I am done, and I look hot or, if not that exactly, then substantially improved, and not too cakey. I think I am ready to go to work now and smile at a potential customer, who immediately turns tail and races into the arms of Bobbi Brown. The next races into the arms of Mac. So I just hover uselessly while repeatedly spraying myself with new McEvoy fragrance, Black Rose Oud, which is delicious. I watch the other girls go to it. They are enthusiastic, yes, but also sincere, I think. They are on their feet for eight hours a day, give or take. And they are not on commission. They get a salary, and that's that. I am humbled, deeply, but also under-employed. Eventually, Gillian is brought down from the Selfridges marketing department to be my 'customer'. This is cheating, I know, but if clients keep turning tail and running away, what can you do?

Gillian is young and a natural beauty, so it's not as if I have my work cut out, but I am good at the spiel: "Trish is married to a dermatologist and knows what she is talking about," I say. "Do you exfoliate? You should," I say. "With the blusher, do you want to go fresh or bronze today?" I do one half of her face, with Becca on stand-by to correct my mistakes, which are many. Poor Gillian. I give her eyeliner that looks like one of those rollercoaster lines on a heart monitor. And jab her in the eye with mascara. But we get there in the end, and I think I do good blusher (in a big 'C'). I then fuss around Becca as she gives half-face make-overs to Julie Nottingham, who works in a science lab, and Joanne Cocozza, a recruitment consultant. Julie and Joanne, two friends out for the day in London, don't usually stop at make-up counters either. "Too daunting," they chorus, "but we thought it would be fun today." And it is fun. Becca does listen, listen, listen, and they both look lovely by the end: all peachy and dewy. Do you like your job, I later ask her. "I love it." Do your feet ever hurt? "I'm used to it." Can I have some free samples? "No." Go on. I won't tell Trish if you don't. She says McEvoy don't do free samples. They don't even advertise. However, they do give away customised little pots and would I like a custom pot of their 'Beauty Booster' serum? You bet, I say. That's more like it. And then I'm off. Obviously, I bought a new mascara and a new eyeliner and some eyeshade base, but after that, I was off, and who knows, I might be back one day. "Treat us like a second home," says Becca, "and pop in anytime." You know, you shouldn't diss the girls behind beauty counters. They work much harder than you or I and absolutely believe in what they are doing. Plus, one last thing: I've lately been exfoliating and you know what? I think my make-up is sitting better.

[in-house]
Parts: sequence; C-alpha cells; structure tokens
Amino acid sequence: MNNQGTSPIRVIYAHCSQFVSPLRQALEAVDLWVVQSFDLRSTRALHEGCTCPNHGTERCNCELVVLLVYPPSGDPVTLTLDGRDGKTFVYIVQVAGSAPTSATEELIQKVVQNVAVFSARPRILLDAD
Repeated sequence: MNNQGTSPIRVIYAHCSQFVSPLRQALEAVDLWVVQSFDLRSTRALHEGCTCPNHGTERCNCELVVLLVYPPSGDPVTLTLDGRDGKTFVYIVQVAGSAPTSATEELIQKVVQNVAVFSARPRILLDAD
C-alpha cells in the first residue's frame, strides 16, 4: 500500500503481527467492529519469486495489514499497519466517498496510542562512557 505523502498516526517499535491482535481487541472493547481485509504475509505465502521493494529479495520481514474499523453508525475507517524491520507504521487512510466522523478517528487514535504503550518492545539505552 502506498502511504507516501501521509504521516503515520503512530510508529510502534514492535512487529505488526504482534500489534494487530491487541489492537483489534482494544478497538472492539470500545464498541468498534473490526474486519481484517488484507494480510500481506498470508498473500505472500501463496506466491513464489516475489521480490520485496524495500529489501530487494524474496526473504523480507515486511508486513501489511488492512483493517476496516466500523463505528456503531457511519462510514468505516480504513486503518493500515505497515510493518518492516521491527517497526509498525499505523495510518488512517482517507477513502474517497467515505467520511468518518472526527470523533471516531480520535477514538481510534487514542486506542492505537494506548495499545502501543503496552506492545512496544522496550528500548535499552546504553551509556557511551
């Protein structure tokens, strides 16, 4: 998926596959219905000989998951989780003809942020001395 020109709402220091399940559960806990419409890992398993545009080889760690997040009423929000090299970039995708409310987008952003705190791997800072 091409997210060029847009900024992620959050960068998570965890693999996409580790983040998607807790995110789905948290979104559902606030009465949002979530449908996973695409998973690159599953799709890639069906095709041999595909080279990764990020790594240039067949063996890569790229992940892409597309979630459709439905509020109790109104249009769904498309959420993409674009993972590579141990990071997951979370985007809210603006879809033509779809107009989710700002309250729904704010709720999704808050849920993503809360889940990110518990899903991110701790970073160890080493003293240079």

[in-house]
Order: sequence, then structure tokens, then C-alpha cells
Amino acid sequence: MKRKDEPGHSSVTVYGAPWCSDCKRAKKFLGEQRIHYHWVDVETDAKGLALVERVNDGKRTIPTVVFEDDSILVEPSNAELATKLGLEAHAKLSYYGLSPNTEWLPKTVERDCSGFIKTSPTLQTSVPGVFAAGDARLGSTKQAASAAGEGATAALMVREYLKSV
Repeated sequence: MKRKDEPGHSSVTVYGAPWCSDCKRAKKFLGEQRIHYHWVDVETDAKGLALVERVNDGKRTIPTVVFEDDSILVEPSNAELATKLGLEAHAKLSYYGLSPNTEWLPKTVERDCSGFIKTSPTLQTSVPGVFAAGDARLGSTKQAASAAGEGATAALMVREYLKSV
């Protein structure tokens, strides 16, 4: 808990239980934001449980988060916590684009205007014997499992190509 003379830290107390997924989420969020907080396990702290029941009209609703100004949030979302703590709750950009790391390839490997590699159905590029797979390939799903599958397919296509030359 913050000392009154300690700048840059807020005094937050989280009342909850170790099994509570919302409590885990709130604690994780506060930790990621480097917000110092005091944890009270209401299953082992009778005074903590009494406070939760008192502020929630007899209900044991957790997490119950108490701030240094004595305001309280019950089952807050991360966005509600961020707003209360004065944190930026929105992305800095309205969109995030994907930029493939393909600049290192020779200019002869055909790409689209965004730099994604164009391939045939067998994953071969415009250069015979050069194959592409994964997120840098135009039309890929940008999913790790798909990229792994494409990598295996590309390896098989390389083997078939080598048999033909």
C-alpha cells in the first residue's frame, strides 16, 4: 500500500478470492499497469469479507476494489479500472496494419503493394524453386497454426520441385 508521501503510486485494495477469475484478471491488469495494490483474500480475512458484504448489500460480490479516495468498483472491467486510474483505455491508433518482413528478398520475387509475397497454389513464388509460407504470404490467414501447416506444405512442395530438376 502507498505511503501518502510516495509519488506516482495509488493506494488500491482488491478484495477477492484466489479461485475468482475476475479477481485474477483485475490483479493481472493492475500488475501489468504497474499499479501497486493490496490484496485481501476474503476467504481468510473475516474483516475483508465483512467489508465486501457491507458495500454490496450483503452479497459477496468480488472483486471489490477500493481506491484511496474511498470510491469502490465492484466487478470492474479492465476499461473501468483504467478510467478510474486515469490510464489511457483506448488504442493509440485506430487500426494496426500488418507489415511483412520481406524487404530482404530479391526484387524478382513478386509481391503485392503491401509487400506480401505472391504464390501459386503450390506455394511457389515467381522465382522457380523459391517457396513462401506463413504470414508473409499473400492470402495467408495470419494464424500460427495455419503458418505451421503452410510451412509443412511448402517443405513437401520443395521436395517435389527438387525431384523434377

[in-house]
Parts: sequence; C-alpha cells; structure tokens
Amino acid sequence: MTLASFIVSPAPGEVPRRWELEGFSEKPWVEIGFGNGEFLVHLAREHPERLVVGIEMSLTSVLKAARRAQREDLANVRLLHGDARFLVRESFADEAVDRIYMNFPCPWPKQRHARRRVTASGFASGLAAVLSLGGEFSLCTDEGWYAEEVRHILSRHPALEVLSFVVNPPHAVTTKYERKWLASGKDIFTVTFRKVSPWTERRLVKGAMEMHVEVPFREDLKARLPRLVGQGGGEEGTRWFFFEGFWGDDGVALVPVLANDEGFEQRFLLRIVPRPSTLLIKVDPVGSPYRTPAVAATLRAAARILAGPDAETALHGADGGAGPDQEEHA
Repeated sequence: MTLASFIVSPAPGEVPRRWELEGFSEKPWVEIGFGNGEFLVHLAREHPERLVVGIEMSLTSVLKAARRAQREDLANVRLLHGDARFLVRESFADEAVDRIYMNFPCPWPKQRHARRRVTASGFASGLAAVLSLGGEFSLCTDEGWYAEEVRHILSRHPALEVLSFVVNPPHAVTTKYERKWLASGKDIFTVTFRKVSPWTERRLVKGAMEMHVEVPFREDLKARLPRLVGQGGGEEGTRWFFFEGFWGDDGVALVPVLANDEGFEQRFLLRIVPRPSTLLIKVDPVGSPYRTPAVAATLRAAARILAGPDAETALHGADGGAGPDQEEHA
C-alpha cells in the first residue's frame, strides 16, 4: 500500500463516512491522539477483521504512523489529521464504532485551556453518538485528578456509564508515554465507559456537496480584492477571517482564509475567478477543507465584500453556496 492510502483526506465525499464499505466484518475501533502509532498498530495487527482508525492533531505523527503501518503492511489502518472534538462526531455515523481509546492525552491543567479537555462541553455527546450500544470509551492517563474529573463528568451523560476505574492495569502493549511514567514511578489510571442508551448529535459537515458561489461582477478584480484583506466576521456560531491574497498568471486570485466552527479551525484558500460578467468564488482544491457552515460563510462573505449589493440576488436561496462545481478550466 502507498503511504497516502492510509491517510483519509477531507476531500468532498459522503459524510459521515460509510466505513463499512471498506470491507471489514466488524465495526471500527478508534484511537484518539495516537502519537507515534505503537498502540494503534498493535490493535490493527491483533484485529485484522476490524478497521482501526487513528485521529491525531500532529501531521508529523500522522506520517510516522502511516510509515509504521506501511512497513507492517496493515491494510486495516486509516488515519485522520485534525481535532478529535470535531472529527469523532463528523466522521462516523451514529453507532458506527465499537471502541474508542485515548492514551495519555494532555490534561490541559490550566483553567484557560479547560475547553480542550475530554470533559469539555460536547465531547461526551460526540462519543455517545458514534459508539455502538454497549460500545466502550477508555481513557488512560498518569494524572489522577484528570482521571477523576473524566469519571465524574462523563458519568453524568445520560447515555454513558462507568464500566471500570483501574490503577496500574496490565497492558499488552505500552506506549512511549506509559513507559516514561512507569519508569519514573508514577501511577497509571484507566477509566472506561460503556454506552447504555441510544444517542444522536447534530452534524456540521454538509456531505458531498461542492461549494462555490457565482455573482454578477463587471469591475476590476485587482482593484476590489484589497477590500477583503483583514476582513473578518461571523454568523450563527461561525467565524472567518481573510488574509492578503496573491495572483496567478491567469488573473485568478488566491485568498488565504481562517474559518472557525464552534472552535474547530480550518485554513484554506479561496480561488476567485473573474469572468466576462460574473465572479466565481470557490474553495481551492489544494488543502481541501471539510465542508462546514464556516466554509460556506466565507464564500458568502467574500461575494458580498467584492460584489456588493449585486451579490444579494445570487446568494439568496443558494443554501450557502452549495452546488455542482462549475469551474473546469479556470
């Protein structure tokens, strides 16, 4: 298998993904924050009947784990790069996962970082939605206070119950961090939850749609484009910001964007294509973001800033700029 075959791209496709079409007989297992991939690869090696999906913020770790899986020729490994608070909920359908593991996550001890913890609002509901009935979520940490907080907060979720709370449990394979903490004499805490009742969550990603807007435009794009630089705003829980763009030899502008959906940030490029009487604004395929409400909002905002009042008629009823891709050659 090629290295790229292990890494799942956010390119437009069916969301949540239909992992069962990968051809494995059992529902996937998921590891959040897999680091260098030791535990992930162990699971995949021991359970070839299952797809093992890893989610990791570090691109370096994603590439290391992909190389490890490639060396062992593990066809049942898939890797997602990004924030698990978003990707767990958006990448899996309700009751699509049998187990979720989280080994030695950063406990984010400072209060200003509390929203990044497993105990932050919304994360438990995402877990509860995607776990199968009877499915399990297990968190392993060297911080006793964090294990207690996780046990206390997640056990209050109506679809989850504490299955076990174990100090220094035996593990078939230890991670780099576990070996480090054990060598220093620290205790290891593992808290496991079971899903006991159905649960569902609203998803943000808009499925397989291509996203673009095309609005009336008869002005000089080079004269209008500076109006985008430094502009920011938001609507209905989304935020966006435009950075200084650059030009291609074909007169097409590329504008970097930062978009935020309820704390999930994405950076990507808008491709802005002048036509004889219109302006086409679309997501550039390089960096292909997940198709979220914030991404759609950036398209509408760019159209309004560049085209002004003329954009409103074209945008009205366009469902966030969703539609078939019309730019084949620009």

(In the interests of transparency, I should add that Becca later sent me a quilted make-up bag full of McEvoy goodies. In the interests of self, I did not return them.)